- 1969 Lord Crowther's speech during the Charter ceremony

Peter Horrocks

"I have seen first-hand the transformative power of learning around the world, especially when coupled with technology. The Open University has been making a life-changing difference to hundreds of thousands of people by providing them, through distance learning, with an education that may otherwise have been unattainable."

- 2014 Peter Horrocks

Sir John Daniel

"Throughout the history of education there has been an insidious link between quality and exclusivity in education... the good tidings is that technology has shown that it can break that insidious link once and for all."

- Sir John Daniel, UNESCO (Open University Vice Chancellor, 1994-2000)


Past, present and future

(Video no longer available)

Open Forum 132 (1988): Magazine programme 5

The Open University looks ahead to the year 2000 and the role Information Technology courses will play. Students on the DT200 course discuss the problem of purchasing or renting a computer.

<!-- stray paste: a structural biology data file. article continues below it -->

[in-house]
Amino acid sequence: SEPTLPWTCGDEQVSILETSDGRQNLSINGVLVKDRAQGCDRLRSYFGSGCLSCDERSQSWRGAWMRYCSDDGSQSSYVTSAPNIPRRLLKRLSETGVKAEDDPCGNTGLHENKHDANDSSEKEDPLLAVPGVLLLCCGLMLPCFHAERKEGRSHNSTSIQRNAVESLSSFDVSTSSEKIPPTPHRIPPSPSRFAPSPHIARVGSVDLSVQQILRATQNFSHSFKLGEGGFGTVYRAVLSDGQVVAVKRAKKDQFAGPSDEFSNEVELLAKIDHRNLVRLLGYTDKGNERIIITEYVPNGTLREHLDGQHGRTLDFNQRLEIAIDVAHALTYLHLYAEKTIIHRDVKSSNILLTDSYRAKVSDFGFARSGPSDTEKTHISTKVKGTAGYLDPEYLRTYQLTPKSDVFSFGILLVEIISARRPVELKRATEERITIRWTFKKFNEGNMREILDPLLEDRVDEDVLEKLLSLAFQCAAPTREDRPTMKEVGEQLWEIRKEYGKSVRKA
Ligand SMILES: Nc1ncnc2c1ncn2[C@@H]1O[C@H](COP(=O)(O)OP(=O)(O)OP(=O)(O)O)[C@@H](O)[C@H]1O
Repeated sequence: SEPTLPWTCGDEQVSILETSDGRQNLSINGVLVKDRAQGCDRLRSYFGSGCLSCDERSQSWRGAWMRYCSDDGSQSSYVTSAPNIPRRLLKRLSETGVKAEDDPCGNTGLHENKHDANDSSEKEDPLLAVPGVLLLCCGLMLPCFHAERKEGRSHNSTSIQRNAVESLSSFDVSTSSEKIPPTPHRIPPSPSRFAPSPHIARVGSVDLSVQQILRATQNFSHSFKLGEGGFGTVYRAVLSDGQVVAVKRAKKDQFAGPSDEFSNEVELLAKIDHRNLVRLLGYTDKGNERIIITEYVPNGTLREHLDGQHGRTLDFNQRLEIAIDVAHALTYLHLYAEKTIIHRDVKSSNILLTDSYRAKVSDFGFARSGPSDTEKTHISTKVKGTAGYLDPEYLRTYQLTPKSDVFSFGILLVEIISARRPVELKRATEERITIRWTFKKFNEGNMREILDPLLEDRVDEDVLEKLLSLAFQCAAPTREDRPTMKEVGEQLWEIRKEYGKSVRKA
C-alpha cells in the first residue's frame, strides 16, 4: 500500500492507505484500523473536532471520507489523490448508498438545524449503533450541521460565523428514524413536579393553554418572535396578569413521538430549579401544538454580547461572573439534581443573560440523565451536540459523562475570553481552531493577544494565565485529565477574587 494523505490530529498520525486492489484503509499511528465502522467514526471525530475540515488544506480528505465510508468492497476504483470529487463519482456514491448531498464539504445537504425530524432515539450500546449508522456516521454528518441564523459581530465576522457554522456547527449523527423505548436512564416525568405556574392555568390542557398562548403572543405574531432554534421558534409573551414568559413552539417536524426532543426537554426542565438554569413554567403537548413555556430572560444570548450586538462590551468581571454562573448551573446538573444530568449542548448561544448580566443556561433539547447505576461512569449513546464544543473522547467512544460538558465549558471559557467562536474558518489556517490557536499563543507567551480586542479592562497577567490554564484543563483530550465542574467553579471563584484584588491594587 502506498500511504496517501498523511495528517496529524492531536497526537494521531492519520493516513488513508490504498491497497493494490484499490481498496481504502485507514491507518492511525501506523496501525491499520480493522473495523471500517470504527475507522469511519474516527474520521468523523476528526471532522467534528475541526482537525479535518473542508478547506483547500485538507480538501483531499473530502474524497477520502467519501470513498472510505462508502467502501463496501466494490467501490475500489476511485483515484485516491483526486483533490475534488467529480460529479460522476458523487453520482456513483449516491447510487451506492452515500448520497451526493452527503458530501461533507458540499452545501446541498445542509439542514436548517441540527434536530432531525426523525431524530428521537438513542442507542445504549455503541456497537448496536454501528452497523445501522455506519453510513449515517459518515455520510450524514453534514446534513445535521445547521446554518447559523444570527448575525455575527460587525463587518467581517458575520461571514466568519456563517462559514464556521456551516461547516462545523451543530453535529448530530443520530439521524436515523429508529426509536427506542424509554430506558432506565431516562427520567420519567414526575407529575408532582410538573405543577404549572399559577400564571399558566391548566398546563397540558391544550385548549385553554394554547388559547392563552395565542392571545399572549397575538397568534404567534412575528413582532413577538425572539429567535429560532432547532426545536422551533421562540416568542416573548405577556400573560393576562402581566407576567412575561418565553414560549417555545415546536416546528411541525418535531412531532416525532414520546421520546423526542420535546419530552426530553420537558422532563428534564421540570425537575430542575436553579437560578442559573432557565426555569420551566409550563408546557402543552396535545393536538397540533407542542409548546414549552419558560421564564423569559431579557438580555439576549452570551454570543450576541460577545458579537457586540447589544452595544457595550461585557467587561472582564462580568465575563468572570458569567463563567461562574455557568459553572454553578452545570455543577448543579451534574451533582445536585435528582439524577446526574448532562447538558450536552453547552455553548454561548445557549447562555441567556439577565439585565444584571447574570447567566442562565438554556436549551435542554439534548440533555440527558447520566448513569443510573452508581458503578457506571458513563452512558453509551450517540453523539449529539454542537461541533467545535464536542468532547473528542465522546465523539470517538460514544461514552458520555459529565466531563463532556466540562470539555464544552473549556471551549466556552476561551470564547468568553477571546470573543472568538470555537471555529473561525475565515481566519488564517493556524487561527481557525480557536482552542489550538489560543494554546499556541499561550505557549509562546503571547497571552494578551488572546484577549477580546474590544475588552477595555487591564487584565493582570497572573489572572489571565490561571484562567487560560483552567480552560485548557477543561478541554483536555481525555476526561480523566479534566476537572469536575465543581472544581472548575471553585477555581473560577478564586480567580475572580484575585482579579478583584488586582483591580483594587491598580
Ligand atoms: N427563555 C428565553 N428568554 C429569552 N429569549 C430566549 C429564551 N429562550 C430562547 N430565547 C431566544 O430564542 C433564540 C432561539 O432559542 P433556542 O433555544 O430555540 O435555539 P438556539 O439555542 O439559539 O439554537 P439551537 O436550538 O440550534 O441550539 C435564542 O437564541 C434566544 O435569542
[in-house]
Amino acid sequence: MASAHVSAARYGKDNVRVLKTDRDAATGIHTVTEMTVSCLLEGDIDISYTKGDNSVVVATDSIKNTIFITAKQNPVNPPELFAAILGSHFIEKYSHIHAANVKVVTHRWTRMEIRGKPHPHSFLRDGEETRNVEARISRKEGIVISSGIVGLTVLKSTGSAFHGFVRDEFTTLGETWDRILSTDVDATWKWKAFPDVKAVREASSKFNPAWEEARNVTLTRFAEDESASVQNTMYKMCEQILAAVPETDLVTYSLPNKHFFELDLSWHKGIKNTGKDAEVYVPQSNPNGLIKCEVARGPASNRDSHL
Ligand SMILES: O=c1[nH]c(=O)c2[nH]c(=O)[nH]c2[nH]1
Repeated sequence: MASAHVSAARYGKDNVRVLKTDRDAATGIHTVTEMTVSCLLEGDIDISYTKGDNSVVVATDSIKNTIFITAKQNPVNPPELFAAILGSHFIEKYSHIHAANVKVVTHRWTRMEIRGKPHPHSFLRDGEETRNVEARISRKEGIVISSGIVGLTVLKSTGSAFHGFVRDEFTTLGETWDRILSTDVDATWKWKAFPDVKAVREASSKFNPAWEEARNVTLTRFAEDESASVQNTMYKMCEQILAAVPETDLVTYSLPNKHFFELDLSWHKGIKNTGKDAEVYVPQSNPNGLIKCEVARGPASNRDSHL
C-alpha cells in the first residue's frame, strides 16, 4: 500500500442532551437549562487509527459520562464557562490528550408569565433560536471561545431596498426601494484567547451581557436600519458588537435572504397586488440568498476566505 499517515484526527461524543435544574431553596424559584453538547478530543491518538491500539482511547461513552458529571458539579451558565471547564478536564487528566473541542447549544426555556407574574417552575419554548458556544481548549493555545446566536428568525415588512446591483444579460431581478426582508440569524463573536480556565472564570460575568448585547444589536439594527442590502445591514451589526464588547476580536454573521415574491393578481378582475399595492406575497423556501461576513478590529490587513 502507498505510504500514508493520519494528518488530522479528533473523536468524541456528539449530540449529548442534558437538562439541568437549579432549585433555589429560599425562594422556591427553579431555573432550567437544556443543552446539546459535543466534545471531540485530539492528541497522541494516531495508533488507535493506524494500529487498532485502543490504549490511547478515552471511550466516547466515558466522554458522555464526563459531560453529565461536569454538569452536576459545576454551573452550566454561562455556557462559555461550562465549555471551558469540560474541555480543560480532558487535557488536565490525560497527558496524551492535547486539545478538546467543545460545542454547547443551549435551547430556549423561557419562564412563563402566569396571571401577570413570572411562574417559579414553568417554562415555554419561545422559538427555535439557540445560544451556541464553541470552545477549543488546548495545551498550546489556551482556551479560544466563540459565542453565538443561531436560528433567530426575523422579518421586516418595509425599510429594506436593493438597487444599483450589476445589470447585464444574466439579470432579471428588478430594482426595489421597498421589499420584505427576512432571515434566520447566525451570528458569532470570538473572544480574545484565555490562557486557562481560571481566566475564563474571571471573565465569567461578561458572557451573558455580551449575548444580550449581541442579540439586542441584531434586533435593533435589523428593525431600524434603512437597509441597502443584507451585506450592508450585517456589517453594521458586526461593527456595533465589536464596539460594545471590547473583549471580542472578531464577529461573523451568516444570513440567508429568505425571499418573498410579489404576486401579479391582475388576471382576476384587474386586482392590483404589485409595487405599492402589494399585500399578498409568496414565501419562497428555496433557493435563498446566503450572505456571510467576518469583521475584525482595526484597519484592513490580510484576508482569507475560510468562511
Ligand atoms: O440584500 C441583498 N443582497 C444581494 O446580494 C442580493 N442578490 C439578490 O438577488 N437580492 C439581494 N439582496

Learning is Earning 2026

Imagine it's ten years in the future. You're one of ONE BILLION people who are using a new technology to track their learning and income. This new technology is known as THE LEDGER.

Open Forum 10 (1971)

General assembly at Cranfield Institute of Technology, discusses consultative committees, the teaching system and the use of the computer in the University.

Open Forum 128 (1988)

The first of the new look Open Forum programmes looking at New Technology: teaching by Interactive VideoDisk, Stress at work disk and a visit to exhibition of Educational Technology.

University of the Future (2010)

What does the future of learning look like? For over 40 years The Open University has pushed the boundaries of teaching and learning to deliver a dynamic learning...

The OpenScience Laboratory

The OpenScience Lab (OSL) is the OU's online laboratory for practical science teaching that is open to all...

View more historical OU TV and Radio clips


  1. OU granted Charter